This is the first real, life-threatening event that my husband has been through in his lifetime. Sure, he's been through some traumatic times, losing his mother and father while reasonably young, having a child in medical danger, and other events, but nothing in which his life was threatened or his well-being. He and I have often laughed at my pessimistic view on some things, but I have always said to him that my worst-case scenario/overactive imagination might one day save his life. I've been telling him that if another big earthquake comes when he is at the office - on the second story of a 3 story building, to get outside, not under his desk. It would be better to risk falling into a land fissure than having the third story come tumbling down on you while curled up under a flimsy office desk. It has got him thinking, and talking with some of his colleagues. What do you think? If outside access is easy, and quick, what would you do?

This is my third life-altering experience, and suddenly I start to recognize the same symptoms in my husband and children. And it is like a light has gone on in my husband as to why I react the way I do in certain circumstances. Why I am afraid of flying. Why I am paranoid about losing my baby in the first 3-4 months of pregnancy. Why I always think worst-case scenario. It's probably a case of post-traumatic stress syndrome, but then so many other people go through so many worse experiences. I can deal with the trauma, recognize it for what it is and learn to live with it as part of my life experience, and lessons God has seen fit to bring along my way. It's recognizing a vulnerability in yourself. An awareness of your mortality and the mortality of everything around you. Nothing lasts forever - and learning to embrace the joy and pleasures and security, and life of today and taking no thought (seriously) of tomorrow or what might come.

For me, the three life changing events I have experienced have taught me that every day is precious.
Every human encounter is interesting.
Every person on this earth has struggles.
Every life is is beautiful.
Every moment of life is priceless.
Joy can be found everyday.
Make the most of all experiences.
Pleasure is even in the midst of the mundane.
Learning to live without regret.

3 comments :

Clara said...

This may or may not be helpful for you, depending what your children are like... My little family and I have been in a few nasty situations where we/they thought we might not make it, and it has produced a fear in my children. The way we deal with it is to explain to the children that the worst that could happen to us is also the best thing that could happen to us - they have an understanding of God's will and so we tell them if it is God's will, then He will take us Home to be with Him in heaven (worst case is best case)... But if not, then He is here *with* us in whatever happens in the world, too. For some reason, that satisfies my children - they WANT to go to heaven when it is their time (their Grandma is waiting in heaven for them; that helps too). Even when things are not bad, we talk often about God being here with us, beside us, so they find it comforting to remember that. But like I said, it depends on the child as to whether that would work...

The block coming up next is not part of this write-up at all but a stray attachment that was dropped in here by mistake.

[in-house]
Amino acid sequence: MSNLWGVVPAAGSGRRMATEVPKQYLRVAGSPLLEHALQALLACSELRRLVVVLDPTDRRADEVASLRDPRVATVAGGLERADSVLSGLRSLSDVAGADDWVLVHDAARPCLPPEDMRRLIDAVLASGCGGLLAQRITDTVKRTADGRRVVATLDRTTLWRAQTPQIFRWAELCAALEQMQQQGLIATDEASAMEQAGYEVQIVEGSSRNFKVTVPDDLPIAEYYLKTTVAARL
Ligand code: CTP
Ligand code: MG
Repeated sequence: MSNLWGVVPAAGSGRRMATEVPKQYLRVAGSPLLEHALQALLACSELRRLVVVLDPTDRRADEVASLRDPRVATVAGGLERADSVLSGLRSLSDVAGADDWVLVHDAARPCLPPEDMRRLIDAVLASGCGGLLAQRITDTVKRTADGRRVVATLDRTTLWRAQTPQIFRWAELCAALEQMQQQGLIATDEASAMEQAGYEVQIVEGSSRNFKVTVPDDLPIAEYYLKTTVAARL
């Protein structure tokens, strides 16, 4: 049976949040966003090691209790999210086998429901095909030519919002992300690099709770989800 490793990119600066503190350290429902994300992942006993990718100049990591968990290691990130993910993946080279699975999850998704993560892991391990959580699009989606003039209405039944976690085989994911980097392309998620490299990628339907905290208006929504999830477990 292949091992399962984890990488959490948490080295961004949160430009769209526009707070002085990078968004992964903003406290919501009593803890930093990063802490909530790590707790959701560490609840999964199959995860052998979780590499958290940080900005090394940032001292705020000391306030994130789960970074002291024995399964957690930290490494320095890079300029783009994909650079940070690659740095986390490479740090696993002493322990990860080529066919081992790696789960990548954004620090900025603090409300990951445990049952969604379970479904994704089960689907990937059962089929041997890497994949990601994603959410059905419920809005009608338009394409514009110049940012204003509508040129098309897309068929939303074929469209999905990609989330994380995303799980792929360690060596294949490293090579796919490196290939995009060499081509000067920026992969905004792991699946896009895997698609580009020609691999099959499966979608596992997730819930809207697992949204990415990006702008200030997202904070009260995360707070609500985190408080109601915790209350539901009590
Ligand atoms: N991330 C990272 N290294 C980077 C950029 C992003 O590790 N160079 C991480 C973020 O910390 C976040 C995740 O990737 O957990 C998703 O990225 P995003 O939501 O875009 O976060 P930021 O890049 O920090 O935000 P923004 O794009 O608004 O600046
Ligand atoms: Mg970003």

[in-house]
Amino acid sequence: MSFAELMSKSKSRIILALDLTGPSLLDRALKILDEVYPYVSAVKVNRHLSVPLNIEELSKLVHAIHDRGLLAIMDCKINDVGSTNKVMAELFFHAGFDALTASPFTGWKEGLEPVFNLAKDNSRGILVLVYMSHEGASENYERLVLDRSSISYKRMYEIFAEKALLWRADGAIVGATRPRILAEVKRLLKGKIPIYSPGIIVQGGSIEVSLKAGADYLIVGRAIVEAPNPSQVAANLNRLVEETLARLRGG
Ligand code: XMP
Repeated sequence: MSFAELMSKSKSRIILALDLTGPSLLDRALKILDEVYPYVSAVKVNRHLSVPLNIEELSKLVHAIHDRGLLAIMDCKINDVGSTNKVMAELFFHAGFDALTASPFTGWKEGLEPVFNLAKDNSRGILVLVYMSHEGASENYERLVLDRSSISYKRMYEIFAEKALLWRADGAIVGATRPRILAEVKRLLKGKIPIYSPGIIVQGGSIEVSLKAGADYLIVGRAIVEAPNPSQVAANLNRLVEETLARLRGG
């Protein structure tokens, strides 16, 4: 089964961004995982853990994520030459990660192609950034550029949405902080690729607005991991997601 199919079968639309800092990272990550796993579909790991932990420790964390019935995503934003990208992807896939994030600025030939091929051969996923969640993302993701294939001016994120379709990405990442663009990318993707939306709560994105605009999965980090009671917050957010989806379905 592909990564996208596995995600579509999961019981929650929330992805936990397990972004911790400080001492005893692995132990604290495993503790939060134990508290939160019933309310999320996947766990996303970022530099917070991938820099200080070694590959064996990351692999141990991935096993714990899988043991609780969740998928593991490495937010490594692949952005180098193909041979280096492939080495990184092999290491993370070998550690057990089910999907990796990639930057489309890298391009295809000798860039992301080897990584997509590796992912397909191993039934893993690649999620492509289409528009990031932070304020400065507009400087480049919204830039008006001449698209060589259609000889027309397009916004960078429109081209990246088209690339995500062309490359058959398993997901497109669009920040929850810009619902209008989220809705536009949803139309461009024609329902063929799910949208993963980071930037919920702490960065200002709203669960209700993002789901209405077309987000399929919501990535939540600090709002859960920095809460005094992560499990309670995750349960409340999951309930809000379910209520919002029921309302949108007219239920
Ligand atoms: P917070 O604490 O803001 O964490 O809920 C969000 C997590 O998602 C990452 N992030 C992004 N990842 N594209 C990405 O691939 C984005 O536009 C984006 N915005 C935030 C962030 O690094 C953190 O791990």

momentsofwhimsy said...

Praying for your little one Rachel. It's a big thing for them to deal with (bad enough for the adults!)

Leanne said...

I was thinking of you yesterday & wondered if you were open to giving the child some Bach remedy

http://www.bachflower.com/7_Groups.htm

http://www.bachcentre.com/centre/remedies.htm

One of my biggest fears is earthquakes - I really would be a mess esp with all the aftershocks. ((HUGS)))
.
Every human encounter is interesting.
Every person on this earth has struggles.
Every life is is beautiful.
Every moment of life is priceless.
Joy can be found everyday.
Make the most of all experiences.
Pleasure is even in the midst of the mundane.
Learning to live without regret.
you said it all soo well!

Love Leanne